Dear Readers: Believe it or not, and despite great efforts to deter it, counterfeit money is still out there. And the surprising places it’s showing up? The family garage, yard or tag sale, and at meetups arranged through online purchases.
At a garage sale, the person with the bad bill will wait until the seller is very busy. Then he or she will ask the seller to make change. The seller gives the person two good $20 bills and a $10, and is left with a phony $50.
Be sure to study the bill given to you closely. Look for the security features built into it: the color-shifting ink on the bottom right corner, and the watermark.
For online sales, meet the purchaser either at a police substation or at a bank — anywhere that has lots of cameras, and where you can verify the authenticity of the bill. — Heloise
Dear Heloise: Please warn your readers about the online practice of “catfishing.” The victim is seduced by a glossy, too-good-to-be-true dating profile and biography, and a stunning picture of someone (maybe a model), not the perpetrator.
A relationship is established, with promises of a lavish lifestyle and gifts. Then calamity strikes. The catfish claims some dire circumstance where she or he is in need of a large sum of money. Don’t buy it.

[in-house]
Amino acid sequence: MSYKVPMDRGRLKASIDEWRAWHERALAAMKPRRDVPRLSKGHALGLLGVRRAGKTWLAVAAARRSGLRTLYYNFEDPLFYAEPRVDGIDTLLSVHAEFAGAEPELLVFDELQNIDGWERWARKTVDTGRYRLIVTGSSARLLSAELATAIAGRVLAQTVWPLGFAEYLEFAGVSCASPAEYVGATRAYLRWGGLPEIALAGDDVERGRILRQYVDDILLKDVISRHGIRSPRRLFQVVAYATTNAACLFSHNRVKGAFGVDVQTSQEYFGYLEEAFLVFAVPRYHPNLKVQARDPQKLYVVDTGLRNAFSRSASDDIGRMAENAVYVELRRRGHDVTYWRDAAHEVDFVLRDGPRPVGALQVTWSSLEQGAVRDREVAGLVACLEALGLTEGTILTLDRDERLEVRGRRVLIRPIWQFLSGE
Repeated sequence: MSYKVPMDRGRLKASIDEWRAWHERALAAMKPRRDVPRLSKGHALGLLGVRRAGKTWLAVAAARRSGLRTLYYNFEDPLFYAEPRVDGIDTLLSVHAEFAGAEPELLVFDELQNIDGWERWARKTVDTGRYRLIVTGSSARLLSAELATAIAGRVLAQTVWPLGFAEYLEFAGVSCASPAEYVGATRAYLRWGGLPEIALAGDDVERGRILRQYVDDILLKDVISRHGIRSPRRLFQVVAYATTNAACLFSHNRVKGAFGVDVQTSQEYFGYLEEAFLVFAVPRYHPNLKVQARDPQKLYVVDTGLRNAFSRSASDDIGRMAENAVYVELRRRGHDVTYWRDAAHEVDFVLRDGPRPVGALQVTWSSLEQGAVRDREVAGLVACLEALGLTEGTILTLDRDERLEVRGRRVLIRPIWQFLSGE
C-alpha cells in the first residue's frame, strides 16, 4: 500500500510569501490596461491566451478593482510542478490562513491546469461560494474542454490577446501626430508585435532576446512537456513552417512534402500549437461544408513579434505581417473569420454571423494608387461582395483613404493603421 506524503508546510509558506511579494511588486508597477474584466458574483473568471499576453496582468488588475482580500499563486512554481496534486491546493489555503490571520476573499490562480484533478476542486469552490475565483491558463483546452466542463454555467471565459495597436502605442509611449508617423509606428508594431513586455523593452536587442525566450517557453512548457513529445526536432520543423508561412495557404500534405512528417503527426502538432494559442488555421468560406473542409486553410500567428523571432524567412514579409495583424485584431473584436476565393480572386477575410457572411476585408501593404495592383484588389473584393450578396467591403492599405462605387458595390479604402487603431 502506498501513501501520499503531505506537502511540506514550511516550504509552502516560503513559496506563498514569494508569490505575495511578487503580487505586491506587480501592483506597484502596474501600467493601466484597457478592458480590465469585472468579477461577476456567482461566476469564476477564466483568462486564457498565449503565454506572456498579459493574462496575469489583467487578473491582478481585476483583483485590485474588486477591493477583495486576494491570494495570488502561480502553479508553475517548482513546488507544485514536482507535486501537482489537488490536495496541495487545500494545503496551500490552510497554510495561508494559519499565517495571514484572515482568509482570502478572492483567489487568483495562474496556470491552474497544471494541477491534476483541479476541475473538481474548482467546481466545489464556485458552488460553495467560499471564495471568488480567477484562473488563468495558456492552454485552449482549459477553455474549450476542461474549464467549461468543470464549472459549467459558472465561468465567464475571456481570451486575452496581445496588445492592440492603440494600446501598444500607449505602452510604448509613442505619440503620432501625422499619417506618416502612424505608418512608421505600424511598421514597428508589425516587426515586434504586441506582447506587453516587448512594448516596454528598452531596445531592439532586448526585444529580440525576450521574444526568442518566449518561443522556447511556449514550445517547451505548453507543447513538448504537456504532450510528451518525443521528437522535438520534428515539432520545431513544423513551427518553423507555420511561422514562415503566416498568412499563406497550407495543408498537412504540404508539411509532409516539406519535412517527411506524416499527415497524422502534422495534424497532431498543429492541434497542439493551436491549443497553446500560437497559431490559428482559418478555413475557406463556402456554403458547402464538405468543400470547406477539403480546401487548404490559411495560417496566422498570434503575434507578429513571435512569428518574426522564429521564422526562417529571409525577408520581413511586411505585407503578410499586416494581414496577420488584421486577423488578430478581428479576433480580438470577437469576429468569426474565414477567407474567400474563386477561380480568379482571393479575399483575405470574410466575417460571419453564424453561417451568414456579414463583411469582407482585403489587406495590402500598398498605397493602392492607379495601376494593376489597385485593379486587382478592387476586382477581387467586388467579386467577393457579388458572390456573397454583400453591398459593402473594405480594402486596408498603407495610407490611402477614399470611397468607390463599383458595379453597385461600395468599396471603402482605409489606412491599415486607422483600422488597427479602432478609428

The Federal Trade Commission has some hints to help:
- Never send money electronically (wire transfer) to, or load money on a cash card for, someone you don’t know.
- The catfish will inspire a sense of urgency — he or she wants you to rush out and get money. Slow down.
- Contact the dating site AND the FTC at www.ftc.gov/complaint.
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I hope these hints help your readers avoid this common online fraud. I wish I had known about them sooner. — Robert in Chicago
Dear Heloise: I feel for people whose homes were destroyed in storms. My thought is to build a dome-shaped home instead of the traditional structure. I don’t think that the high winds would have the same destructive power. — Frank S., Orange, Calif.
Frank, you might be on to something. Stand a box on end and note that it’s able to twist and bend. So can a conventional house in a natural disaster, and then it could potentially collapse. Flip a large bowl upside down and it is much harder to change its shape. So it likely could be for a dome-shaped house in a high wind, rain or earthquake situation. — Heloise
WHAT A DOLL!
Dear Heloise: When I retired, I needed something to do besides housework. I joined a porcelain doll-making class for 12 years, and I also joined a memoir-writing class. I’ve published two books!
Three years ago, I found a guitar class, which I love. The class performs at the county fair every year, and we often perform for the senior center and other places that request us. — Keeping Busy at 84 in California
Love that you’re keeping busy and enjoying life — so important! — Hugs, Heloise